“It turned out it was owned by Peter McDowell, Sydney Allard’s nephew. He used it for road rallies and I took an interest. He suggested that I get involved, do some marshalling.”

Classic & Sports Car – Chris Sclater: meet rallying’s unsung hero

After rallying, Chris ran cars for Chrysler and eventually worked in farming

“I was hooked straight away and bought Peter’s car after he upgraded to a hotter Anglia with a 1.5-litre engine,” remembers Chris.

“My first rally as a competitor was the Olympic that same year, but I don’t remember much about it other than that I finished 24th.”

He continues: “I was on Alan Allard’s service crew for that year’s RAC Rally, when he was competing in a Lotus Cortina, and after college I worked at the Allard Performance Centre in Putney selling go-faster parts: lowering kits, springs, superchargers and so on.

“It also meant that I got to meet a lot of new people, many of whom were involved in rallying.

“I carried on competing in the Anglia before graduating to Peter’s bigger-engined car, then he lent me his Lotus Cortina for the 1968 Gulf International Rally.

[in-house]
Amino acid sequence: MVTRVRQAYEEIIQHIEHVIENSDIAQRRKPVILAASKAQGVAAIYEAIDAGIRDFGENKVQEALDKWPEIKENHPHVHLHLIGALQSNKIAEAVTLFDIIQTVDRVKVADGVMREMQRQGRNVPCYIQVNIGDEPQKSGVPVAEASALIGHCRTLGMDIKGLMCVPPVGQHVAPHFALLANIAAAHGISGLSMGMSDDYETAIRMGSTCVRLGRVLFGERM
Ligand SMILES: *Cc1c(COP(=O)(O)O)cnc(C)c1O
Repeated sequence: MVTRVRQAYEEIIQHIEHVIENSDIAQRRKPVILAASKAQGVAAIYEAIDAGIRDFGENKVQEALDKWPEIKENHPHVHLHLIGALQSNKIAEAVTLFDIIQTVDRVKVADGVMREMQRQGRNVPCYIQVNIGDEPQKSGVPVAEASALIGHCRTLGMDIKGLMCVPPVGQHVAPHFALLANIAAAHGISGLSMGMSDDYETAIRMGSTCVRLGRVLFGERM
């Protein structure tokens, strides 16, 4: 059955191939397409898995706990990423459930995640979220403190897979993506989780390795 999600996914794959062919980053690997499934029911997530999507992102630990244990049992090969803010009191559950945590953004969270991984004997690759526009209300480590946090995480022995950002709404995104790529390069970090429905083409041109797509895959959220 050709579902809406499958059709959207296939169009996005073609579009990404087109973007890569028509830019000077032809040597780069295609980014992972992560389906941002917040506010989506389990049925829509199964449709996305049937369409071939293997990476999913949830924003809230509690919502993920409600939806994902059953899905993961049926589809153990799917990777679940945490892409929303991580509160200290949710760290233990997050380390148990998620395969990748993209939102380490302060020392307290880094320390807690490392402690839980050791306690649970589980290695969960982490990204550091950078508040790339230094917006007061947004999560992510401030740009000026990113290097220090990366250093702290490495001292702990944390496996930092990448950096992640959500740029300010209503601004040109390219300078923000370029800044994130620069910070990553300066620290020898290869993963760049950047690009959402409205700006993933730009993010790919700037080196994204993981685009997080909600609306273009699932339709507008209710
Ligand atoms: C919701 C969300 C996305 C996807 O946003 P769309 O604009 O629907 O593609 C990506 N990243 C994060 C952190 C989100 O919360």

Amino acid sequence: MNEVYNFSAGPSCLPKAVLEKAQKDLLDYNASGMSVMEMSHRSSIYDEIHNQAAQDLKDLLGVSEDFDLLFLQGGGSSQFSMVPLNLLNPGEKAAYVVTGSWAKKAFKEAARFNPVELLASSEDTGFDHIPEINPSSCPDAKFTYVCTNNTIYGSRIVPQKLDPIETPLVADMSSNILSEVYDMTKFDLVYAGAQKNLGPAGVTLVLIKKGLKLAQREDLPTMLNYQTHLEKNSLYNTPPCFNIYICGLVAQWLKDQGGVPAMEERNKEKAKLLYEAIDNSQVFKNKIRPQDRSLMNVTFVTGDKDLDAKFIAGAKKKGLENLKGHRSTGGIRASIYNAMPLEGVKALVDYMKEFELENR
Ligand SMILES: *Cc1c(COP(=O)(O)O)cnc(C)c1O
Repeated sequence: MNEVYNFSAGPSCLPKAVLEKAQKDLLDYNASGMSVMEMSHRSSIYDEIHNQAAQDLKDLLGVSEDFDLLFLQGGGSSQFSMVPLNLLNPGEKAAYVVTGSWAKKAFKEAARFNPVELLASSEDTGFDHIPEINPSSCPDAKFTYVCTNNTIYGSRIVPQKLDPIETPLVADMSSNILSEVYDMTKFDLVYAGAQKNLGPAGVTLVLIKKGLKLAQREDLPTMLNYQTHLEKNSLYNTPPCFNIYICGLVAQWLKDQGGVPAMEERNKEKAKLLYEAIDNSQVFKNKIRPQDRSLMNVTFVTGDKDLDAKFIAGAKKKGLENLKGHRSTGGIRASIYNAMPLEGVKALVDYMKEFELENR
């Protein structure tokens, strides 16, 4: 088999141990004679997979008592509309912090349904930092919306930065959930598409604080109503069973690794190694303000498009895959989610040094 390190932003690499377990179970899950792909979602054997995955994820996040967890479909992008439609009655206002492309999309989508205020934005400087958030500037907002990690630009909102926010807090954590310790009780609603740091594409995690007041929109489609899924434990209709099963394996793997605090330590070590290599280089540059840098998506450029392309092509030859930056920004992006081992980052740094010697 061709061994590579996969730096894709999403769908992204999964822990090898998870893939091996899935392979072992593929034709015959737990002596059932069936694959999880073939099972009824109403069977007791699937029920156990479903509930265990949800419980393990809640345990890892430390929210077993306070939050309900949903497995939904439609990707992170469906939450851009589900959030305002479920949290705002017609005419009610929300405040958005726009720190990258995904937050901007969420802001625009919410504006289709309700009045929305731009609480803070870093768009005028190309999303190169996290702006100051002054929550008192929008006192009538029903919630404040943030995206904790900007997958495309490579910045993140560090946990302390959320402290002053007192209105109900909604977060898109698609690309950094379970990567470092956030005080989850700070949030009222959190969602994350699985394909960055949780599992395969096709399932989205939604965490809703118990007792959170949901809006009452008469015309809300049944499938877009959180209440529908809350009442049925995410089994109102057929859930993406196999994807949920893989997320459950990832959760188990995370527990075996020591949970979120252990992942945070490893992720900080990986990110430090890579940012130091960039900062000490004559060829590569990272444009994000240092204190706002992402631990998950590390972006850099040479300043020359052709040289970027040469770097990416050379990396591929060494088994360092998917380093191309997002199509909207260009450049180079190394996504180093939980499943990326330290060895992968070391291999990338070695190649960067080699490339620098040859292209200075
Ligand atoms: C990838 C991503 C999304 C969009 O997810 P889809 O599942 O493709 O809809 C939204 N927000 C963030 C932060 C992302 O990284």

“I had done maybe a dozen rallies at that point, and this one was a big deal. There were 79 special stages across five days. I finished ninth with Martin Holmes as my co-driver.”

Chris was in fifth on that year’s RAC Rally before retiring, having acquired the car along the way. He was second on the Welsh Rally in 1969, but the Cortina was demolished north of the border next time out.

Classic & Sports Car – Chris Sclater: meet rallying’s unsung hero

Chris Sclater took the Datsun Violet to sixth place in the 1975 Scottish Rally

The upshot of him visiting Barnett shortly thereafter was unexpected: apparently he was too polite to be a rally driver.

Even so, team principal Stuart Turner promised some support.

Before long, Chris was offered an ex-Hannu Mikkola Escort Twin Cam at what you might euphemistically call a ‘favourable rate’. That and an allowance for spares from the works stores.

He tackled his first overseas event, the Coupe des Alpes, barely a month later. In 1970, Chris placed second on the Circuit of Ireland behind Clark and won the Manx Trophy Rally.

Works gigs had him chauffeuring Turner in the Alps to check cars through service points, performing recces ahead of the World Cup Rally, and testing at Bagshot alongside Clark.

“It was during one of my visits to Boreham that I met Cal Withers,” Chris recalls. “He had a car-breaking business, Withers of Winsford, and sponsored Roy Fidler.

“At that time, Cal had diversified into selling Ford Competition parts.”